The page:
2017 ended on a bit of a high for me because… wait for it… I was part of a flashmob. Yes, yes, this is indeed true, you can put any autograph/selfie requests to me in writing.
To put you all out of your misery and to explain the context (or rather, more importantly, to stop the fan mail #tongueincheek #noreally) this formed part of our church nativity entitled “A Good Looking Christmas”… complete with pop-up choir, pop-up Gabriel, pop-up Angels (yes, we had glow sticks), a pop-up Herod who received an appropriate and very impressive “boo” and a rather disgruntled Shepherd who had lost his sheep! (Fear not, they have been reunited and no sheep were harmed in the making of the production.) I can take none of the credit for this creativity, but it was fab!
The different characters with whom we are familiar with within the Christmas story all draw our attention to look to and consider the Lord Jesus, for he is at the centre of the story. Indeed without him we would have no Christmas. Certainly in today’s society we can get caught up with many other things other than the Lord Jesus at this time of year. Indeed as we sang “Look to the skies there’s celebration” a couple of weeks ago, this got me thinking about what we as Christians focus on, particularly when life is difficult or doesn’t go the way we perhaps expect. Undoubtedly these times can impact all of us, to a greater or lesser extent.
A number of weeks ago I was reading in Matthew 14 where Peter walks on water. This was a huge step of faith for Peter, he was doing something he probably thought would never happen – it must have been pretty exciting, he was one of the disciples after all! And perhaps that’s a situation you find yourself in… you’ve taken a step of faith, life has changed and it’s actually quite exciting. But then Peter sees the wind and the waves and he starts to sink. And perhaps that can happen to us as well… suddenly things happen in life and all we can see are the overwhelming circumstances, we take our eyes of Jesus and then we start to sink. I don’t think these always have to be “big” things – we are all God’s children and he cares about what is going on in each of our hearts. Indeed as Tim Challies puts it, “God does not insist our trouble rise to a certain degree or extent before he becomes [our] refuge and strength.”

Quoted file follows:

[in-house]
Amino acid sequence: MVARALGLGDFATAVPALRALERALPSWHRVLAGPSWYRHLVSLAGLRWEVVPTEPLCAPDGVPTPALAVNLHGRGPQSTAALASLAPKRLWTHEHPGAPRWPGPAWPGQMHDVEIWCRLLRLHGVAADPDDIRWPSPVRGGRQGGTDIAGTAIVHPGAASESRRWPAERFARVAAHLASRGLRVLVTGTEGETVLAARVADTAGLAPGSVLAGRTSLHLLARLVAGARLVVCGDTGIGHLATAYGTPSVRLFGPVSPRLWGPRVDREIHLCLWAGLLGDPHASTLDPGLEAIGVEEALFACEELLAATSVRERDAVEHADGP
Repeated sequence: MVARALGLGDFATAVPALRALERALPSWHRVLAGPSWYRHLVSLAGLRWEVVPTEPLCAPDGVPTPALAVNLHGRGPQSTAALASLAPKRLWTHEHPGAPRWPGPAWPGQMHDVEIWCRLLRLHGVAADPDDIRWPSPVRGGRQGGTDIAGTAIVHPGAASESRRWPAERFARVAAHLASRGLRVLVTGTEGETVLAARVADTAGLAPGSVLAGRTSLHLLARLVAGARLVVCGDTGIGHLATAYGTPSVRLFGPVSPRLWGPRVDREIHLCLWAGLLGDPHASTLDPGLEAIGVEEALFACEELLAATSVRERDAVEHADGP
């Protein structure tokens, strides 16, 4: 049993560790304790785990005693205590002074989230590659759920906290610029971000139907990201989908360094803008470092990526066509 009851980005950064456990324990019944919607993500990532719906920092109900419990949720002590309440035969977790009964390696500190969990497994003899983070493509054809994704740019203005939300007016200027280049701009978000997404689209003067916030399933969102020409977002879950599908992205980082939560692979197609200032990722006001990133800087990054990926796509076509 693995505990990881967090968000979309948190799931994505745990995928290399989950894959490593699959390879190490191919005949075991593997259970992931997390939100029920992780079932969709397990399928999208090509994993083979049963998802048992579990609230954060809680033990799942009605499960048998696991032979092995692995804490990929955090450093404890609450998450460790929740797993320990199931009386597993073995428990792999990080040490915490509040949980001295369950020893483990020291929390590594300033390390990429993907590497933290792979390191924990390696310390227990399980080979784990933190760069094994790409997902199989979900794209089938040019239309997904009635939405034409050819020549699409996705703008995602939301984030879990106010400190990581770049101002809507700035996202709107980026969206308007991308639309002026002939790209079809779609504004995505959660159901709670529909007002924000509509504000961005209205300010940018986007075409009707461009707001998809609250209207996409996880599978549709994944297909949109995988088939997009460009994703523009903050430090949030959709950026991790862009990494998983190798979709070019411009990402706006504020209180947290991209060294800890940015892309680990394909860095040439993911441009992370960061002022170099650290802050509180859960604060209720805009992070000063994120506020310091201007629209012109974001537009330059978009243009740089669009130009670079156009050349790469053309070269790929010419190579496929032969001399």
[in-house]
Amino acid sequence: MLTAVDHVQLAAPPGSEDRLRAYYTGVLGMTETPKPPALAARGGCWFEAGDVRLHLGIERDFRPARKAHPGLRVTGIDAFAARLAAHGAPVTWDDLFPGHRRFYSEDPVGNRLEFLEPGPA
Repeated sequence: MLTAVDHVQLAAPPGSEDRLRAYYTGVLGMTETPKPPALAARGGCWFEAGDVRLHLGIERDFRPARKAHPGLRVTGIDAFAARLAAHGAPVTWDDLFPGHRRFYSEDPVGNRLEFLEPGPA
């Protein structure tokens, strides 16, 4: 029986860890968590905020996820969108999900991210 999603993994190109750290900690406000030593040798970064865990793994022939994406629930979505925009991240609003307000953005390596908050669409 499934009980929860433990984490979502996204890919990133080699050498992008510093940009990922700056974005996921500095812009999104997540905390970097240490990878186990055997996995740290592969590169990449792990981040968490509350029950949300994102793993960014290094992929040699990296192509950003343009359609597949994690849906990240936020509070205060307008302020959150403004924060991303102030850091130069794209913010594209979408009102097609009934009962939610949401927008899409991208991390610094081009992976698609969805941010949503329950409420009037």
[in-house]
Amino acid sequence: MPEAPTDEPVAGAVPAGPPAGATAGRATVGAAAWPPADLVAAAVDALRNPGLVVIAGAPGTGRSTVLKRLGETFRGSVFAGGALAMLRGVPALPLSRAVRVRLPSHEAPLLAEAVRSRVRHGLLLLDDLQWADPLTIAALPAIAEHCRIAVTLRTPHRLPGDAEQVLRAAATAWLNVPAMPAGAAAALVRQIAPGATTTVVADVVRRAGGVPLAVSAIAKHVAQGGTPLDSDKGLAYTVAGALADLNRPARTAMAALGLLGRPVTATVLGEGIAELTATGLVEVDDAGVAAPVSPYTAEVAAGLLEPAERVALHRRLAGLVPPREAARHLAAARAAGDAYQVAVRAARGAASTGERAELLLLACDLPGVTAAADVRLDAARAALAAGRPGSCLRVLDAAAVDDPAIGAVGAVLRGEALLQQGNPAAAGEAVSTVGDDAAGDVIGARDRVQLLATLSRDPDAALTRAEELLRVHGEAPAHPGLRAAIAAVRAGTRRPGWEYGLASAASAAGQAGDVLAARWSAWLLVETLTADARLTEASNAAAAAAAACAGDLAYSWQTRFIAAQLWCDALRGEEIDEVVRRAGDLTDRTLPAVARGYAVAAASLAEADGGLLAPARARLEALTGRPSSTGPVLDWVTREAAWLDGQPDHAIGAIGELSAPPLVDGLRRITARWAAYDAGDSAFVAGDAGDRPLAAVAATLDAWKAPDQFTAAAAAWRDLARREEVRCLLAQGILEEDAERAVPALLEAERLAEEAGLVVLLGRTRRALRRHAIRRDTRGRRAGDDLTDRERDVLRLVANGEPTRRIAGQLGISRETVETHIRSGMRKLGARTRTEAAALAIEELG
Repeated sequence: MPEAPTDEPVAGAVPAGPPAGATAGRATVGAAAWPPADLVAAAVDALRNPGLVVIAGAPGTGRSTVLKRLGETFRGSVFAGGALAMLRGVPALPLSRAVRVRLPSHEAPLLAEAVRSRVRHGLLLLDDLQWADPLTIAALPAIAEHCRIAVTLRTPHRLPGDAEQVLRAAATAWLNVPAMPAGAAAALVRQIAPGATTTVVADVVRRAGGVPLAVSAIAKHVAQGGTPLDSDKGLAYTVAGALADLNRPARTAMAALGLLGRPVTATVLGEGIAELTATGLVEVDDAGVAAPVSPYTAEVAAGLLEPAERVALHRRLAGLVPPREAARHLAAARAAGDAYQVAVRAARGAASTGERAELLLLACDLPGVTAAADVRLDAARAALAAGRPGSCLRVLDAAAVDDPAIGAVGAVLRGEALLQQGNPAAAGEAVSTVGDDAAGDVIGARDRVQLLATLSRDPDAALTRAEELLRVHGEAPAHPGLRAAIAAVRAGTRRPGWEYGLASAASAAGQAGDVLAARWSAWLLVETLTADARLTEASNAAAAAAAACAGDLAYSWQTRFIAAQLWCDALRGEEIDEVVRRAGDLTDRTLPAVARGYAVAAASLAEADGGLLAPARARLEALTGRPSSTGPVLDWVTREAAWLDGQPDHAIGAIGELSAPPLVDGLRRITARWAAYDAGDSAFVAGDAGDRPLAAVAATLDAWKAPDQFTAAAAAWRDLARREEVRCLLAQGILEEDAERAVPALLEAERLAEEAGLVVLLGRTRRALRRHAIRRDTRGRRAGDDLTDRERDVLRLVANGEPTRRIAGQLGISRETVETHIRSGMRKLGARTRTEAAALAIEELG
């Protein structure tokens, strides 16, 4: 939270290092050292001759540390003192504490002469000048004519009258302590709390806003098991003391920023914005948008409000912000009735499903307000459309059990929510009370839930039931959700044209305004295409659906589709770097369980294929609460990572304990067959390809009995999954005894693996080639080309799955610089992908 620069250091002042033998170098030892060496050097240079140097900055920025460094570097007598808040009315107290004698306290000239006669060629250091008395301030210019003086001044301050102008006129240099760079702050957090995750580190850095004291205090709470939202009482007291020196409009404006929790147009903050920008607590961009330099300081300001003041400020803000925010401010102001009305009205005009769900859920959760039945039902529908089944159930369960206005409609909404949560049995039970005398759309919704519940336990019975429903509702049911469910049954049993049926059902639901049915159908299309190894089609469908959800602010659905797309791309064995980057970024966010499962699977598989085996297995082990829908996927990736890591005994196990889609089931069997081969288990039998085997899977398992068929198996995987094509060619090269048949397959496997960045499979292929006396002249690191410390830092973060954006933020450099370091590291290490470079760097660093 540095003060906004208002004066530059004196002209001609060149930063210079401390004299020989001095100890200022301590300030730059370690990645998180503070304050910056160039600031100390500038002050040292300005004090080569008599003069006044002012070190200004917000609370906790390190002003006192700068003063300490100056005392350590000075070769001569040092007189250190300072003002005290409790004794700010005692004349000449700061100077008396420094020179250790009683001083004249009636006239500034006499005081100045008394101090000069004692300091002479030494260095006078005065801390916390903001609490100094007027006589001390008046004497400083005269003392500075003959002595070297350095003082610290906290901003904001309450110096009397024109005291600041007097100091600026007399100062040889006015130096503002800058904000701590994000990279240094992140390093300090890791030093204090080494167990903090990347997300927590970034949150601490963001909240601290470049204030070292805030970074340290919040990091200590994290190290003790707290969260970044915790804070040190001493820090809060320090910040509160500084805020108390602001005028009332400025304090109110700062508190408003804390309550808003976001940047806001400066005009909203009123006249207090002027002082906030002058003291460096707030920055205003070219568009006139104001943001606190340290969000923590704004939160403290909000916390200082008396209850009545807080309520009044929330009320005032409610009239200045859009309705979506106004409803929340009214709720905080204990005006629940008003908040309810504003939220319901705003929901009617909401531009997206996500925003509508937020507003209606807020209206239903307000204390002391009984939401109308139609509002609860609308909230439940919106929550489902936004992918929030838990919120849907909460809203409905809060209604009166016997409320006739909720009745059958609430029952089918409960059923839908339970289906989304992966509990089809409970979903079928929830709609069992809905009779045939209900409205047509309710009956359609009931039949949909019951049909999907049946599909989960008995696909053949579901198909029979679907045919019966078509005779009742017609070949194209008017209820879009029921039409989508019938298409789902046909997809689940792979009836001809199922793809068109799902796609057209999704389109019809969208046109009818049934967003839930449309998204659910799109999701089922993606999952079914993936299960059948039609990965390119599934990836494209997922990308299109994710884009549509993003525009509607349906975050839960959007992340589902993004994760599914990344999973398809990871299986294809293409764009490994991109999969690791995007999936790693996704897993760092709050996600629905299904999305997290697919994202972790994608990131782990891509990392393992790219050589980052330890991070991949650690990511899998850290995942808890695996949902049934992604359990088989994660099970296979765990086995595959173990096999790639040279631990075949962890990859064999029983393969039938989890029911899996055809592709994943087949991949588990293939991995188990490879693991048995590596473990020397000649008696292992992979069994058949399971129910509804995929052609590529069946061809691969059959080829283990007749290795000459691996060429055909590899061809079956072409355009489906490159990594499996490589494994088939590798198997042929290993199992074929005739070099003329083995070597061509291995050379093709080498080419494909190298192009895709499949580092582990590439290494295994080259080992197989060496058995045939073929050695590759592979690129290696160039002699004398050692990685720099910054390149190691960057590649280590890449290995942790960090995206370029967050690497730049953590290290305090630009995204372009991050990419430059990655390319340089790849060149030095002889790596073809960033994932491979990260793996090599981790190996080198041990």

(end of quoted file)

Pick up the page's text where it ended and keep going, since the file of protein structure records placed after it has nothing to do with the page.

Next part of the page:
However Peter doesn’t try and deal with the situation by himself, he cries out, “Lord, save me!” Then we read great words in verse 31, “Jesus immediately reached out his hand and took hold of him…” Jesus took Peter’s hand and there was no way he was letting go. Perhaps if it had been the other way round Peter might not have had the strength to hold on, but as I was reminded a couple of weeks ago in student devotions, we are held by the hand of the one who calls us and keeps us – Isaiah 46:2 says, “I am the Lord; I have called you in righteousness; I will take you by the hand and keep you…”
David was someone who often goes through what can only be described as an emotional roller coaster in many of the Psalms (which I believe should be a comfort to us all!) Recently I was reminded from Psalm 37:23 – 24 that the Lord guides our lives and “though [I] stumble , [I] will never fall, for the LORD holds me by the hand.” So often we forget the one who holds our hand, the one who has called us, the one who leads us, the one who fights for us and the one who carries us (Deuteronomy 1: 29 – 31) and our focus turns inwardly to our own circumstances and we let that overwhelm us. We need to learn a lesson from the Angels, shepherds and the wise men who all looked to the Lord Jesus. We need to cry out like Peter and let Jesus take our hand and for the independent, self-sufficient types amongst us, that does not always come easily.
As I close this final blog for 2017, I’ve just been reminded that Helen Roseveare, who was a missionary in Congo for many years, prayed each year that the Lord would give her a verse as her “verse of the year”. In light of what has gone before let’s keep “looking to Jesus, the founder and perfecter of our faith…” (Hebrews 12:2) in 2018.